Bismarck's Capital Throughout the 19th century, Berlin was a center of German nationalism, a feeling carried over from the city's defiance of Napoleon in 1813. Prussia was by far the largest of the independent states in Germany, and by 1866 was strong enough to defeat the army of the Austrian Empire! In 1870, Prussia formed an alliance with the other German states to defeat the French Emperor Napoleon III. On January 18, 1871, the states of Germany were formally united to form the German Empire, which was proclaimed in the Hall of Mirrors of Versailles (the Prussians occupying Paris).
Berlin was now a political and industrial capital. Heavy industry was centered in the city, especially locomotive manufacturing and electronics. Werner von Siemens founded an electronics empire that exists today, which is why you see "Siemens" on everything from pay phones to Berlin office buildings.
With its wealth, the city founded theaters, concert halls, and art museums — and this tradition of a lively theater has continued in spite of two world wars. There were 44 theaters before World War II; today, there are fewer theaters, but theatrical productions are probably the most cosmopolitan in the world.
Berlin Between the Wars The 1920's was a time of economic depression, but Berlin became Europe's cultural capital in spite of it. Germany had become a republic, founded at the city of Weimar, so this period of Berlin history is called "Weimar culture." Theater was at its pinnacle, with playwrights like Berthold Brecht and Max Reinhardt putting on productions. Film making led the rest of Europe: Marlene Dietrich and Emil Jannings were the leading actors of their day. The era's ambiguity is exemplified by its cabaret culture: the "musical comedy" put on in cabarets was biting and satirical, full of sensuality and cynicism. Americans today remember this "golden age" best from the film Cabaret, which depicts the darker underside beneath the glittering exterior.
World War II Destruction Berlin was the worst-bombed of any European city: one-sixth of all aerial destruction in Germany took place in Berlin. 75 million cubic yards of buildings were reduced to rubble. A major problem after the war was to dispose of this blanket of rubble. It was scooped into artificial hills, which were planted with grass and trees and turned into parks. The largest hill of all, the Insulaner, is the site of the Berlin Observatory. It took 3 billion dollars to complete the basic restoration, and new construction is going on all the time. (You'll see tall cranes everywhere you look, and often a glassy new building will be rising from a field of ruins.) Much of the money for restoration came from the U.S. and was part of the Marshall Plan to restore Europe. Even the Soviet Union and Eastern European countries, as well as Eastern Germany, were offered aid, but they refused. If you look on some Berlin buildings, you'll see the sign, Mit Marshall Plan Erbaut (built under the Marshall Plan). American aid has been gratefully received by Berliners, who are probably the most pro-U.S. people anywhere in the world.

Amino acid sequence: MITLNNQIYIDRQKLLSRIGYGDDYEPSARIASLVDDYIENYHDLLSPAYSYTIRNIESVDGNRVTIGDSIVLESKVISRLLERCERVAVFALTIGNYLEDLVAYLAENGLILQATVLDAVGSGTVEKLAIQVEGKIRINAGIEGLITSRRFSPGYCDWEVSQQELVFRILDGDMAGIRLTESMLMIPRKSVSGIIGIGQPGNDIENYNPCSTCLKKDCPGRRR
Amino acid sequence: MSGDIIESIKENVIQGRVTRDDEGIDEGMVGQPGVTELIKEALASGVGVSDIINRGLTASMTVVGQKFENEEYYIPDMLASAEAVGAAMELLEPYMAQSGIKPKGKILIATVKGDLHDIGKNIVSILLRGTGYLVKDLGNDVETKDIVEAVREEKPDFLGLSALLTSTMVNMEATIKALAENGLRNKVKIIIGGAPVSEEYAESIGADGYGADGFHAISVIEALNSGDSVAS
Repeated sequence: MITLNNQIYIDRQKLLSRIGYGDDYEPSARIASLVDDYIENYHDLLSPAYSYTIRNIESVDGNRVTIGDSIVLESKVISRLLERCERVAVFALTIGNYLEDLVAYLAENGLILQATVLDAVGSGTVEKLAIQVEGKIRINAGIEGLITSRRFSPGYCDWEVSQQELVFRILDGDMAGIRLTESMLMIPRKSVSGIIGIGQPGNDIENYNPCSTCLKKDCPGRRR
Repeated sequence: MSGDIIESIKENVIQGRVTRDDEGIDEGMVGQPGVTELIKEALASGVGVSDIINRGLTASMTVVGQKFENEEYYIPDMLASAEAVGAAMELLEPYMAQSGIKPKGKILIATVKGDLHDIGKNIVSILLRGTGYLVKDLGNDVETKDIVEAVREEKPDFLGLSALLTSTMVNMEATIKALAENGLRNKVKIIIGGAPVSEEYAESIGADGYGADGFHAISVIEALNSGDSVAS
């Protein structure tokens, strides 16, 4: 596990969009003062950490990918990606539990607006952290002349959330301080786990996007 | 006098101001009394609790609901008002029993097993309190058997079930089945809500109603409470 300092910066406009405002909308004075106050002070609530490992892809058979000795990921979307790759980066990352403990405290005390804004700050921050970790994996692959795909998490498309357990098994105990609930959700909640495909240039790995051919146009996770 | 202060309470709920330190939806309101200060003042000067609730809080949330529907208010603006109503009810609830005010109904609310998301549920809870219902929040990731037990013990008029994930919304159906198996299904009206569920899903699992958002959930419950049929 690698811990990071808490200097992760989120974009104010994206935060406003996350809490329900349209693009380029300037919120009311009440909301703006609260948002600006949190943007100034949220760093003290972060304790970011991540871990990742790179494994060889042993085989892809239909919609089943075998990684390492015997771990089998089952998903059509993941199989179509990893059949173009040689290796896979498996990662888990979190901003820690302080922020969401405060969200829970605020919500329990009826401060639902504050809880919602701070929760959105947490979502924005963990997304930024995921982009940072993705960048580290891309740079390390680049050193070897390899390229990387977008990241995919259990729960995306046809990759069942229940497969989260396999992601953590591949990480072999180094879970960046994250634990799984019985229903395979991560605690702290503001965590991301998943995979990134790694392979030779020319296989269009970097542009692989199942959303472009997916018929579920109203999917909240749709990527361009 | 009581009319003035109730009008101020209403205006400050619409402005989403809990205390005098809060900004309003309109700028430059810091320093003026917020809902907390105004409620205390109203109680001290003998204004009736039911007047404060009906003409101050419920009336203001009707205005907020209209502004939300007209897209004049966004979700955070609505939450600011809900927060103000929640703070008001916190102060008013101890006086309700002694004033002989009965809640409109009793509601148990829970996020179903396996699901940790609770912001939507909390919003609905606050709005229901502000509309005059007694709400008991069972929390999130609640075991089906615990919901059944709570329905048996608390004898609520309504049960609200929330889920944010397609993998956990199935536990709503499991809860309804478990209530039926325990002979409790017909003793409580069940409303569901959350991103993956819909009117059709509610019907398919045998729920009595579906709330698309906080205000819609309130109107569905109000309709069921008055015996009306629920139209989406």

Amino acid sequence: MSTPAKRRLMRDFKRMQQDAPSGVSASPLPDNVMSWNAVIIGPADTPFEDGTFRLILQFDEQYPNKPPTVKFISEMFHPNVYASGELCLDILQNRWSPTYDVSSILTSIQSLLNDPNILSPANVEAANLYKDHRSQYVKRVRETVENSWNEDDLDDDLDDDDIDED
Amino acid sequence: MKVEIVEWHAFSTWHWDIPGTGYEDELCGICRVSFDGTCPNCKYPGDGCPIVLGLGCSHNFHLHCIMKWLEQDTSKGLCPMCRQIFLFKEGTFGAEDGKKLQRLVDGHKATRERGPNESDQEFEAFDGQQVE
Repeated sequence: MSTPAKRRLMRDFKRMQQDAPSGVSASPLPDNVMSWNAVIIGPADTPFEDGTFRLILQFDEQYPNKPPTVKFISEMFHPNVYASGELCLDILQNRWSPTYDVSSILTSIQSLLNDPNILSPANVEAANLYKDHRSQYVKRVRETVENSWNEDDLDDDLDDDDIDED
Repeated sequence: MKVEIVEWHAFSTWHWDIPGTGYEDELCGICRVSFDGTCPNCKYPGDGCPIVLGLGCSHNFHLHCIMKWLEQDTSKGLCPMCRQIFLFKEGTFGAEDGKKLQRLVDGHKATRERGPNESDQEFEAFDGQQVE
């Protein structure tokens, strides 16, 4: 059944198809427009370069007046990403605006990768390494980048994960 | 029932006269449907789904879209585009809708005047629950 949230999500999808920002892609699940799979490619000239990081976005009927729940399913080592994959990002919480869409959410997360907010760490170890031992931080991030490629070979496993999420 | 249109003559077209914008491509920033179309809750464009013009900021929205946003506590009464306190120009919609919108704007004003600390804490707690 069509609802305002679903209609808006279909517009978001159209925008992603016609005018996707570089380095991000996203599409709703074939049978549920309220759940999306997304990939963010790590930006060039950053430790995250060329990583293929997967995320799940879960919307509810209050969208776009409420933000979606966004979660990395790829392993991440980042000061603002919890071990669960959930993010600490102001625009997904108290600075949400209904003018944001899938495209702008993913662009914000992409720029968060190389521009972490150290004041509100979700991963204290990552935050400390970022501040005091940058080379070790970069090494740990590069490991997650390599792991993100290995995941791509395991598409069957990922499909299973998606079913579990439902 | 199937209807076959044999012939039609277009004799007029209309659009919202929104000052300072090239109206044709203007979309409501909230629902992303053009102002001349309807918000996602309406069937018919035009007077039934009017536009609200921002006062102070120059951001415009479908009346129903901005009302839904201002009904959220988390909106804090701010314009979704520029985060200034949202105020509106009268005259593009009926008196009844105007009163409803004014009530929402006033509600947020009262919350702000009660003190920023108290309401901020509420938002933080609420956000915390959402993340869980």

Cold War Russians entered Berlin on May 2, 1945. Soon after, the city was divided into four occupation zones, to be administered by the Kommandatura, composed of U.S., French, British, and Soviet generals. The Americans, British, and French worked well enough together, but the Soviet general walked out of the council in June of 1948. The other Allies have never officially accepted this walkout, and so today you will see the Russian flag still flying in front of the Kommandatura building. (The city is actually administered from the Schoneberg City Hall by elected councillors.) The Cold War began.
Berlin Airlift The city's moment of heroism came just after the walkout. Stalin attempted to "starve" the city by closing off all land access to West Germany. 110 miles separated Berliners from their West German suppliers. The lifeline was provided by DC-3 planes flown largely by U.S. pilots: first 10 planes a day, then 100, then 1,000 shuttled back and forth. Food, clothing, medicine were flown in round the clock, and in the haste of landing and taking off some pilots lost their lives. At Tempelhof Airport is a monument commemorating this sacrifice. The blockage lasted from June 26, 1948 to May 12, 1949. The Russians, seeing their plan fail, opened the Autobahns from West Germany, and have kept them open (with periodic harassments) ever since. Visitors often don't realize that the Autobahns and air traffic are only some of the means of transportation into and out of West Berlin. Most heavy goods are transported on canals, which crisscross much of Germany, and which are a cheaper means of moving coal, e.g. than truck transport.
With the Russian failure in the blockage, a separate Communist state was created in 1949. The Soviet zone of Germany became the DDR, with its capital in East Berlin and its administrative center in the Pankow district of the city. That's why the East German government is referred to as the "Pankow regime."
Berlin Wall Too many East Berliners were resettling in the Western sector of the city, and too much of the economy of the city was being based on West German currency in August of 1961. So the Pankow regime started work on die Mauer, running it along the edge of the Russian sector. An international crisis erupted, as U.S. tanks rolled up to Checkpoint Charlie and President Kennedy ordered a military call-up. The tension relaxed as the Western Allies realized that the city was divided for good. Since then, many heroic escape attempts have been made, some by crashing through the wall in trucks, some by climbing over it at night, and some by tunneling underground. As many as 17,000 have made it, The wall runs for 28 miles through the heart of the city. The old "Mitte" (Central district) is now on the east side of the wall, but the traditional affluent residential districts are in the west. Surrounding West Berlin are 65 miles of barbed wire, heavily guarded. Only a few of those trying to leap the wall today make it, and attempts have fallen off.